Ancient Grains | Nature’s Path

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Healthy Foods

Ancient Grains


Why Choose Ancient Grains?

According to the U.S. Department of Agriculture’s dietary guidelines, at least half of all grains eaten each day should be whole (that is, intact, ground, cracked or flaked). Most of us limit our grains to barley, corn, oats, rice and wheat, but you can add variety to your diet by including some ancient grains. Ancient grains are definitely worth exploring. High in fibre and rich in mineral content, these tasty whole grain options are definitely here to stay and can be a wonderful addition to your diet.


Ancient Grains | Nature's Path


Keep reading for more information about each of these ancient grains:


One of the earliest known food plants, Amaranth was cultivated by the Aztecs and the Incas. (One of the best-known varieties is called Inca wheat.) It is often called a "pseudo-grain" and has been referred to as both an herb and a vegetable.

Amaranth is a highly nutritious and gluten free grain, and is unusual in that it offers a complete form of vegetable protein. It is also a great source of dietary fiber, folic acid, potassium, calcium and minerals such as iron, magnesium, phosphorus, copper and manganese. Amaranth is a good source of all essential amino acids, in particular lysine, and has a strengthening, toning effect on the body.

You will need quite a bit of water when cooking amaranth: 6 cups (1.5 L) of water for 1 cup (250 mL) of amaranth. Gently boil the amaranth for 15 to 20 minutes, rinse and then fluff it. Traditionally eaten as a breakfast porridge, Amaranth can also be added to soups, salads and stir-fries, and amaranth flour can be used in baking.


Don't be fooled! Buckwheat is not actually a type of wheat, it is a fruit seed that is related to rhubarb and sorrel. The triangular seeds it produces are known as buckwheat groats, are the hulled grains of buckwheat; they are three-sided in shape and resemble grains of wheat, oats, or rye. Buckwheat has been providing essential nutrients, vitamins, energy, and fiber to humanity for approximately 8,000 years. Its first starring role as a cultivated crop appears circa 4000 B.C. in the Balkan region of Europe.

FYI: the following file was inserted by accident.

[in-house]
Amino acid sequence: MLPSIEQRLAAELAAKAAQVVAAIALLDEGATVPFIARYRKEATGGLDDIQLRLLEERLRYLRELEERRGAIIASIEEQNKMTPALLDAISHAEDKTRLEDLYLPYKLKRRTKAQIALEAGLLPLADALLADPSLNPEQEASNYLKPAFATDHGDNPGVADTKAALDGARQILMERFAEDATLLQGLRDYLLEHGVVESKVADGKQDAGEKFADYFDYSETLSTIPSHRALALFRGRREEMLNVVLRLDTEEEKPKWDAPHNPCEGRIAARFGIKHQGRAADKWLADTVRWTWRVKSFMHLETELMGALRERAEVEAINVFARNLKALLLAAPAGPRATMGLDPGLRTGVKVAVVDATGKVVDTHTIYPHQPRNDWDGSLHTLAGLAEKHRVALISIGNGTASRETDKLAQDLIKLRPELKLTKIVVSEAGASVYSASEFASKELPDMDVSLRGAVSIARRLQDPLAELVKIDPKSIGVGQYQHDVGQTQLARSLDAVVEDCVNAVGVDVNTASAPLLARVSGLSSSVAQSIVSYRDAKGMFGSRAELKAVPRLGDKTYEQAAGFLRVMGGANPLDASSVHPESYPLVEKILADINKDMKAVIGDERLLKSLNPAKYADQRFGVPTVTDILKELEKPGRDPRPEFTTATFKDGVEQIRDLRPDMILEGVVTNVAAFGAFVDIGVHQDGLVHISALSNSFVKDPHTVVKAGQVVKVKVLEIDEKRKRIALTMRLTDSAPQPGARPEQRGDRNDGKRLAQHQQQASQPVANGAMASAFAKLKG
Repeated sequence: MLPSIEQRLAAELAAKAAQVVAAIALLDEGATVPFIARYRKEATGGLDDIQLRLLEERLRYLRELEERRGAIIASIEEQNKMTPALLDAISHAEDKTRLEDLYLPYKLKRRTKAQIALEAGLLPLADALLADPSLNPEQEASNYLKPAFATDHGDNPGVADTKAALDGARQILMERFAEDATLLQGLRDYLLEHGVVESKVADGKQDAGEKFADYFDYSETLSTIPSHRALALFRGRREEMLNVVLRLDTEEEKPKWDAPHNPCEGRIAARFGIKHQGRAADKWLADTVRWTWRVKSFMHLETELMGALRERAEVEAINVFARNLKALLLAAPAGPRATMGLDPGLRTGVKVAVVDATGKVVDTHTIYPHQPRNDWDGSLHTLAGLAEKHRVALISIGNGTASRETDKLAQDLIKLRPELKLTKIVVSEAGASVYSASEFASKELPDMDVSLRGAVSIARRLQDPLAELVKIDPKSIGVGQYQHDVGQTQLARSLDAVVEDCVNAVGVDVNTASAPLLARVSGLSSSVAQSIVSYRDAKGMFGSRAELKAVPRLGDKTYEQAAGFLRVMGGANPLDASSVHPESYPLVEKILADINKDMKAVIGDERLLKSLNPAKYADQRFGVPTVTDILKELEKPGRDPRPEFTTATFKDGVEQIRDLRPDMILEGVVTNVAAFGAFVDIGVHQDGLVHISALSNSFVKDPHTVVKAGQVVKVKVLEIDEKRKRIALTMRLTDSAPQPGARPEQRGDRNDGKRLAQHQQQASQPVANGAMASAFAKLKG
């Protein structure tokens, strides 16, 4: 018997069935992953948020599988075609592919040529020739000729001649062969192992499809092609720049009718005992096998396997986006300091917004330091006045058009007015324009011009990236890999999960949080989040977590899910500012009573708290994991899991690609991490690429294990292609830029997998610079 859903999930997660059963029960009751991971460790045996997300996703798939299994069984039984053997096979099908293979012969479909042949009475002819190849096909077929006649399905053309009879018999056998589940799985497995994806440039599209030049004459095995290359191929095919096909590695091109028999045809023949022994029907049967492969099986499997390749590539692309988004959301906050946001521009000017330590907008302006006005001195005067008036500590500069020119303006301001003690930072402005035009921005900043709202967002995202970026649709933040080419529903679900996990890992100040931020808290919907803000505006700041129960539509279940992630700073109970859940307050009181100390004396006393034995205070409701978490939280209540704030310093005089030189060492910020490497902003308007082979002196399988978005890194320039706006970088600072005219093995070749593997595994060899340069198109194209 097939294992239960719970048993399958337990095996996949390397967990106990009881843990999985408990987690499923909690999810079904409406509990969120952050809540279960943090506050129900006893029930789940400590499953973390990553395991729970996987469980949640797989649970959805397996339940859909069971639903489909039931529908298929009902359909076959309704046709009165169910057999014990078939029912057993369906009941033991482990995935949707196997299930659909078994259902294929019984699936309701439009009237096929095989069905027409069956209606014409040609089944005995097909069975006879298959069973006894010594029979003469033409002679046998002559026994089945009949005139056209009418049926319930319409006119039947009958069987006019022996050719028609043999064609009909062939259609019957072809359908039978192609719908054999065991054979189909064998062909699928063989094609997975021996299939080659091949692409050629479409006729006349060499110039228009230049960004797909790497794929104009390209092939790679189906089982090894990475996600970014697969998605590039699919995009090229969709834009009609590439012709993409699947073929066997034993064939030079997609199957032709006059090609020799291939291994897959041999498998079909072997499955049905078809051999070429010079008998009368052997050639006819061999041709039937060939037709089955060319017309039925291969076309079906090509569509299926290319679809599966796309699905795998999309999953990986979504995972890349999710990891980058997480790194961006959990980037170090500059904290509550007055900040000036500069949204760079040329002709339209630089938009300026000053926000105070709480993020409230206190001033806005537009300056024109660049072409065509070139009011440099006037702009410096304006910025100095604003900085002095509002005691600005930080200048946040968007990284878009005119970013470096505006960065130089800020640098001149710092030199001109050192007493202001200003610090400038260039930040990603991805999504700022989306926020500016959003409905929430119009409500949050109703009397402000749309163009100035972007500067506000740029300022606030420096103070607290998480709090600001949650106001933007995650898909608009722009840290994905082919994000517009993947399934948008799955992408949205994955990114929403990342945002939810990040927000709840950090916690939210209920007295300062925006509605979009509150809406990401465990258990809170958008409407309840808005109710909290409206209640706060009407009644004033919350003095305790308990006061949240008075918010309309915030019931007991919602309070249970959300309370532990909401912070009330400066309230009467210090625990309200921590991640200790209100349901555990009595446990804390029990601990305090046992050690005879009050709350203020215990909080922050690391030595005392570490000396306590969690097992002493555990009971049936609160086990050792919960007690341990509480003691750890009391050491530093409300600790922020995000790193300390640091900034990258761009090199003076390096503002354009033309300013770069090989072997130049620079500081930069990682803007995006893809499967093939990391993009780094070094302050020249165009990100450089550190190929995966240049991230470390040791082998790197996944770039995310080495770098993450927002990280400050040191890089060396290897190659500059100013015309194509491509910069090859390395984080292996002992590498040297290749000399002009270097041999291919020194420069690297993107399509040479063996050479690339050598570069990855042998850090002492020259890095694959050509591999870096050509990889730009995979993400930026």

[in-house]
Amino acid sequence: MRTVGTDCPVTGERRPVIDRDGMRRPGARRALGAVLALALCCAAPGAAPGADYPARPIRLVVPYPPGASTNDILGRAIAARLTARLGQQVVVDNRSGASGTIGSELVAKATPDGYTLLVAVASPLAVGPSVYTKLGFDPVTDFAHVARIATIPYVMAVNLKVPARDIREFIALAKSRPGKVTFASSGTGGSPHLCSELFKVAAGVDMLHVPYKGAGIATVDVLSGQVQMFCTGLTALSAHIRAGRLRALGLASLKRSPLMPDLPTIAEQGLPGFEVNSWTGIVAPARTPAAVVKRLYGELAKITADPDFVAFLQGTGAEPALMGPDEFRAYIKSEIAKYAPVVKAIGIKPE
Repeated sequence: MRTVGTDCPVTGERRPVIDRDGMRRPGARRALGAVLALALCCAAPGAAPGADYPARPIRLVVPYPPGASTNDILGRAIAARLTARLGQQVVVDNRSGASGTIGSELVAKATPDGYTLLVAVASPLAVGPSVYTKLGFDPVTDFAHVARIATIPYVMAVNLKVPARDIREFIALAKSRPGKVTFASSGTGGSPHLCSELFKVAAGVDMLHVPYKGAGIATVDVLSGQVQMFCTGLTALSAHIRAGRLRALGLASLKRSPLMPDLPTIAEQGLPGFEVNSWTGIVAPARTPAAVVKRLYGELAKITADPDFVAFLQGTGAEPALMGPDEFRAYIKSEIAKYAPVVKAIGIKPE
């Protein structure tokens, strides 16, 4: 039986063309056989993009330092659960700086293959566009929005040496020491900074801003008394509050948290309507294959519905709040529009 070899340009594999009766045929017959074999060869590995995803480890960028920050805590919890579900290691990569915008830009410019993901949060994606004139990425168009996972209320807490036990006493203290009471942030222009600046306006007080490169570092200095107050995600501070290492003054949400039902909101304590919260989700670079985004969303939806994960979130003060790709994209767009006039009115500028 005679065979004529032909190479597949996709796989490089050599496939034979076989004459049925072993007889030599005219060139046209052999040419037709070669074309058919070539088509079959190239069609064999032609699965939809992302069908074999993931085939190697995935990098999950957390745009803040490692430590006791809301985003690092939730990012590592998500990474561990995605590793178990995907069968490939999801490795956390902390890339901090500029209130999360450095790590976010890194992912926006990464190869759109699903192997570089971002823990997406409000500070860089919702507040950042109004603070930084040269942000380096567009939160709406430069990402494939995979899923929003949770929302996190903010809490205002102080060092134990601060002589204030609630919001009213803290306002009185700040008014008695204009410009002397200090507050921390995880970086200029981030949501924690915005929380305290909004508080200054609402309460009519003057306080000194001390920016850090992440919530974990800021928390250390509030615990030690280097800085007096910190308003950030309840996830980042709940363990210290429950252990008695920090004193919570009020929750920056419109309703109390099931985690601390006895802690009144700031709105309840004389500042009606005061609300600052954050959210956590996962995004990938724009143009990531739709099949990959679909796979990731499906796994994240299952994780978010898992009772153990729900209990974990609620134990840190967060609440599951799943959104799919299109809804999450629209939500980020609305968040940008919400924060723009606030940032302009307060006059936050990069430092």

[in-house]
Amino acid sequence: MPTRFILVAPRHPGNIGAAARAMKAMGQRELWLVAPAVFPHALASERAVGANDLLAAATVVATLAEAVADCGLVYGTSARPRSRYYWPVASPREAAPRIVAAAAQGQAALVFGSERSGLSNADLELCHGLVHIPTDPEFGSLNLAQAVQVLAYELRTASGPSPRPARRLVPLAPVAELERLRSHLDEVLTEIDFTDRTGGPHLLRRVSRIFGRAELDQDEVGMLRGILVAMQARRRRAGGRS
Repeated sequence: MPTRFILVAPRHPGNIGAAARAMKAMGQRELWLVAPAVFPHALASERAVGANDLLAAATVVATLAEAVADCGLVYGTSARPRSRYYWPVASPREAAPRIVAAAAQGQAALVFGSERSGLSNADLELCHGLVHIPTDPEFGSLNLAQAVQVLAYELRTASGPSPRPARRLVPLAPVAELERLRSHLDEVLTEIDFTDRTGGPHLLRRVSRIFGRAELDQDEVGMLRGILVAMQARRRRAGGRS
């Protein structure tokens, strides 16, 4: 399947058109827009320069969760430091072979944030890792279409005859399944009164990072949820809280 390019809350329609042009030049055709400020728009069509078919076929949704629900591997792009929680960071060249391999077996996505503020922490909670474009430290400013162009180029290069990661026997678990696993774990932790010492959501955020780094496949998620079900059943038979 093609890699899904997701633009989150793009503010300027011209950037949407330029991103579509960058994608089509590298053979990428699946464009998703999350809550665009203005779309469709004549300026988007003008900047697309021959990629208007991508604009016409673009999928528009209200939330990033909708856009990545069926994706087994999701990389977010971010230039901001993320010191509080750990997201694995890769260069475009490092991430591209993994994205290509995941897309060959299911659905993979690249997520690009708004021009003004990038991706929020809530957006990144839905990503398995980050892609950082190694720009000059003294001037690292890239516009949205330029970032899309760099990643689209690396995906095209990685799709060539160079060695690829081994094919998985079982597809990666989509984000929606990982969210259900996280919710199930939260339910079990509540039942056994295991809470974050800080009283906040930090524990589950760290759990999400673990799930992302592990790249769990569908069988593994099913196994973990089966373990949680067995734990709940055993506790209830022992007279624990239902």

The protein in buckwheat contains the eight essential amino acids and is also high in lysine. Buckwheat is also rich in many B vitamins as well as phosphorus, magnesium, iron, zinc, copper and provides lots of protein as well as calcium, iron, manganese, potassium and zinc. A 1995 study from the Johns Hopkins Medical Institute showed that eating 30 grams of buckwheat daily can lower blood pressure. And because buckwheat grain is digested more slowly than other carbohydrates it can leave you feeling fuller longer and improve glucose tolerance among the carbohydrate sensitive.

Buckwheat groats are used whole in hot cereals and soups. Kasha is a traditional porridge made from buckwheat groats.


Kamut® Khorasan wheat is distant relative to modern wheat believed to have originated in the time of King Tut. It is a non-hybridized grain that has eight out of nine minerals, and contains up to 65% more amino acids. Kamut® Khorasan wheat is also higher in lipid and protein. The protein content is significantly higher and it also has a high amount of selenium, giving this grain strong antioxidant properties, which help protect the immune system.